“We have seen that all these colonial borders—whether cement blocks and walls or barriers in our minds that have caused divisions—are starting to come down. We are reclaiming our unified identity,” said Mohammed El-Kurd, a 23-year-old student who grew up in occupied East Jerusalem and studied in New York. “Millions of people around the world are, for the first time, waking up to the reality of apartheid and ethnic cleansing Palestinians are facing on a daily basis.”

The Real Tragedy of Israel's Wars in Gaza

Raphael S. Cohen

Operation Guardian of the Walls—the fourth war between Israel and Hamas, Palestinian Islamic Jihad, and other groups in Gaza—may be over, but the controversy over the war is only just beginning. Multiple news outlets already allege that the Israeli forces committed war crimes during the conflict. Several American lawmakers criticized Israel's “attack on Palestinian families.” Senator Bernie Sanders (I-VT) even introduced a failed resolution disapproving of a $735 million American arms sale to Israel. A variety of states—including China and Russia—condemned the civilian death toll, despite their own dubious human rights records. Celebrities too have entered the fray. Stepping back for a moment, it is worth asking: Did Israel have another viable operational option vis-à-vis Gaza and could another advanced military have done any better under the same circumstances? The answer is probably not.

To start, some pundits suggested that Israel simply could have hunkered down, let its Iron Dome air defense system intercept incoming Hamas' missiles, and wait for international pressure to stop Hamas' bombardment. Such passivity, though, was likely a nonstarter. Hamas and its allies have an arsenal of upwards of 30,000 rockets and mortars and Iron Dome is at best only 90 percent effective—meaning that hundreds of Hamas' rockets still struck their targets. Moreover, given that Iron Dome's interceptors cost an estimated $40,000 or more each, Israel does not have an unlimited supply either. Above all, the international community may not have the will or leverage to stop Hamas and its fellow Palestinian groups, absent Israeli military pressure.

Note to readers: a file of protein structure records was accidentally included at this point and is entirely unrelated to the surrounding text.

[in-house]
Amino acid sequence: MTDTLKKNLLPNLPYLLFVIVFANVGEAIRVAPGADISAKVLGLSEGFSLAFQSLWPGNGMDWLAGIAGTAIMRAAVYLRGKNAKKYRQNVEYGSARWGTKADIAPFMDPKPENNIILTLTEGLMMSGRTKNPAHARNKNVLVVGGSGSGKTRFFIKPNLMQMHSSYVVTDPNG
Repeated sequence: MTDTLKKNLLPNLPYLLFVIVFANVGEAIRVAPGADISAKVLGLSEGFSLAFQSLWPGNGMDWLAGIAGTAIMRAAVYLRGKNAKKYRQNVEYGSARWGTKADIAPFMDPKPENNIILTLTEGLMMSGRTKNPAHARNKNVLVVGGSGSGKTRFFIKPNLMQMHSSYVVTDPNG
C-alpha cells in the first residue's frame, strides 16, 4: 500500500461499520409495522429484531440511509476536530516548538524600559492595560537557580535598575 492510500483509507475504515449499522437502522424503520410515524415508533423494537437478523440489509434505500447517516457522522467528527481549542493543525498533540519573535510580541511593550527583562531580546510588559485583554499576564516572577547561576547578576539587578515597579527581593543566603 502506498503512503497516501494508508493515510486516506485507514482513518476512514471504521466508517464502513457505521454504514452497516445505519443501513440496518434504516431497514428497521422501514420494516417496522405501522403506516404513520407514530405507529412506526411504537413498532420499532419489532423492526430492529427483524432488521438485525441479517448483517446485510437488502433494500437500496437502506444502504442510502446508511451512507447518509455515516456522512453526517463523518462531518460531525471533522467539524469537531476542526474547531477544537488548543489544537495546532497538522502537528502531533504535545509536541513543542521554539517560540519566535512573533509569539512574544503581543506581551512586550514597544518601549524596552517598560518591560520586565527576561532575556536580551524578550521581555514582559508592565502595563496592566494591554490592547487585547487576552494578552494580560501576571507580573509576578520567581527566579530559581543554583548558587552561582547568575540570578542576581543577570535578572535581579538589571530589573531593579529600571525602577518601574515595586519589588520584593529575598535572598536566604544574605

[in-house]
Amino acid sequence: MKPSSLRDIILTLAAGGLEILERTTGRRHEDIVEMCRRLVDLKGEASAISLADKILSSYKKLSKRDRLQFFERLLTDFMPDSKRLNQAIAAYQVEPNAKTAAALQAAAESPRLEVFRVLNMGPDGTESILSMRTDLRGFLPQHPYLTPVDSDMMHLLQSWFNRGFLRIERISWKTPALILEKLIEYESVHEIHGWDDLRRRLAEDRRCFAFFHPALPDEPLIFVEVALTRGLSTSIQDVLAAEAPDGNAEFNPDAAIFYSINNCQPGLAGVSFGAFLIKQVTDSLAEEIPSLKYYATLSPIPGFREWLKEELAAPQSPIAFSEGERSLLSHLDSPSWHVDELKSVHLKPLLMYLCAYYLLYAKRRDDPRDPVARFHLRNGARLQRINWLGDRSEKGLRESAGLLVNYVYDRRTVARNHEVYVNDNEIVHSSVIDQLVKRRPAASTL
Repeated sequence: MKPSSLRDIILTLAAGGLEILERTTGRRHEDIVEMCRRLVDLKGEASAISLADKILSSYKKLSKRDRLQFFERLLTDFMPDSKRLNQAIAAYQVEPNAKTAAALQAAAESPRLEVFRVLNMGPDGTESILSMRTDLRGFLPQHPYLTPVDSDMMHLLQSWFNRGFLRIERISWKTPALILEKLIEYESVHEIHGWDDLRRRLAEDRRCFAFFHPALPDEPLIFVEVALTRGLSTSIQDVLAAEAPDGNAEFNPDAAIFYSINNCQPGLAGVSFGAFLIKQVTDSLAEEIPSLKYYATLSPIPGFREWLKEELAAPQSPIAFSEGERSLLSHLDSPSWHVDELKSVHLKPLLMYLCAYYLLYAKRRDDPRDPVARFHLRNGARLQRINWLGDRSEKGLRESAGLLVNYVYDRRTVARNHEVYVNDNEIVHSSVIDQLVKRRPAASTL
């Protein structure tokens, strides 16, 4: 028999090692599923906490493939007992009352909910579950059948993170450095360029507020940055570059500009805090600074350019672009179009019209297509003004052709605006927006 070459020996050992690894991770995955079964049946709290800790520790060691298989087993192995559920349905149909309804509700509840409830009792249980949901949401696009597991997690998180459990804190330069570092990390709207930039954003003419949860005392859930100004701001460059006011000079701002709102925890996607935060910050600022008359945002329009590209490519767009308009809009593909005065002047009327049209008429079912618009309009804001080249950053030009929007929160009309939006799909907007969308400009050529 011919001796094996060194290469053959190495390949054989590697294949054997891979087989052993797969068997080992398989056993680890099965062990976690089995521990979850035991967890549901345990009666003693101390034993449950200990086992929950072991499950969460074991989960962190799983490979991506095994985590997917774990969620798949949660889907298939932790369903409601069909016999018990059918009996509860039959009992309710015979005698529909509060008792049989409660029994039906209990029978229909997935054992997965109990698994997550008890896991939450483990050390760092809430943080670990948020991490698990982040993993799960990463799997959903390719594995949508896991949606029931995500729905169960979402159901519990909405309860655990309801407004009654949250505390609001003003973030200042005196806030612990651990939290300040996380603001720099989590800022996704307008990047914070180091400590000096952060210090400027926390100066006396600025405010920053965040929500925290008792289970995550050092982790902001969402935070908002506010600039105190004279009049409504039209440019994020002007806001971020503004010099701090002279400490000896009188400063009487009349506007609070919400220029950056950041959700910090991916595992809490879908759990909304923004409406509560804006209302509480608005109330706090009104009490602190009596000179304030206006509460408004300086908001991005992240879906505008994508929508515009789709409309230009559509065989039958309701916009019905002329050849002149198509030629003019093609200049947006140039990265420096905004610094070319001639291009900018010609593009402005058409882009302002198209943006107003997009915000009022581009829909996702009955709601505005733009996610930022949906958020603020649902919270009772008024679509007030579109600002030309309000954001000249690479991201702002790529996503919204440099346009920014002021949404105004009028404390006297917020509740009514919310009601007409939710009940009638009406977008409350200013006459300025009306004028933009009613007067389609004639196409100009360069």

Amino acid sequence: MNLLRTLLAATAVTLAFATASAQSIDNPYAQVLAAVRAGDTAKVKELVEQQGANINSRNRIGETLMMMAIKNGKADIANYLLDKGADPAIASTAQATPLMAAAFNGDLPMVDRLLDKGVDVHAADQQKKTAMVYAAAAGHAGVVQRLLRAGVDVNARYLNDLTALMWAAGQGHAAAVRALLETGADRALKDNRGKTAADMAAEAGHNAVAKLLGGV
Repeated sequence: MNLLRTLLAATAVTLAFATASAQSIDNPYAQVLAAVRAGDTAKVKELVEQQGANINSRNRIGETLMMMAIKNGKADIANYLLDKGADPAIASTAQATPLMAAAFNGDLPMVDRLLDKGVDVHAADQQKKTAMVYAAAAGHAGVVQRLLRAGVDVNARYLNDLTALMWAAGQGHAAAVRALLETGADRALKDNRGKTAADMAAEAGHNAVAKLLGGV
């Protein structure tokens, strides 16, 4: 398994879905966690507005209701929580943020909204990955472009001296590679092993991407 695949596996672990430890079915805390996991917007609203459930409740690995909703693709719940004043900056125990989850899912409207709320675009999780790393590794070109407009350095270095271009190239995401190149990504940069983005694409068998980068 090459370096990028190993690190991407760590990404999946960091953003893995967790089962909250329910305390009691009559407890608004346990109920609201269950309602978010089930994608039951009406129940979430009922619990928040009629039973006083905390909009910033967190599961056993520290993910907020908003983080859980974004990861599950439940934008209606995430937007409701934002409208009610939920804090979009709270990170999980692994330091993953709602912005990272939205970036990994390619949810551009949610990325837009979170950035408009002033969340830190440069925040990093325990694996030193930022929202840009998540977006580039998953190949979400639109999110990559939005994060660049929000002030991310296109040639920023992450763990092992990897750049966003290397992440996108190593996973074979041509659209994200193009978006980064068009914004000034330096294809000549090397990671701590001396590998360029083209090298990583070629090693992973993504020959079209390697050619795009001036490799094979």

Competing with Russia Militarily

Clint Reach, Edward Geist, Abby Doll, Joe Cheravitch

The U.S. Department of Defense now recognizes Russia as one of its "principal priorities" in the context of renewed great power competition. In this Perspective, the authors examine the implications of a conventional military confrontation between NATO and Russia in Europe and the associated risk of nuclear escalation.

This Perspective primarily draws on published RAND Corporation reports to identify strengths, weaknesses, and risks for both the North Atlantic Treaty Organization (NATO) and Russia in a large-scale war. The authors found that although Russia does possess a number of key advantages in the early stages of a war that would pose serious challenges to a NATO response, its current ground force structure and posture do not ensure an obvious path to defeating NATO in a protracted conflict and avoiding nuclear escalation. The authors also find that by addressing existing challenges posed by Russia in the Baltic theater, there are opportunities for NATO to strengthen deterrence and shape Russian perceptions of NATO's ability to respond militarily in advance of a possible crisis scenario.

Biden's Withdrawal from Afghanistan Demonstrates True Leadership

Paul R. Pillar

National interests often do not correlate with headlines. Some things that produce bad news may still be for the greater good, just as surgery produces pain and scars even if it improves the health of the body. Conversely, trying to avoid discouraging headlines is often not the best way of serving the nation’s larger interests.

The distinction involved is partly one between the short term and the long term. Daily or weekly news cycles are on a different time scale from a proper assessment of whether the nation’s interests are being advanced or set back. It also is a matter of what is highly visible—especially highly visible bad news—being different from less visible and less tangible but nonetheless important aspects of the well-being of the nation.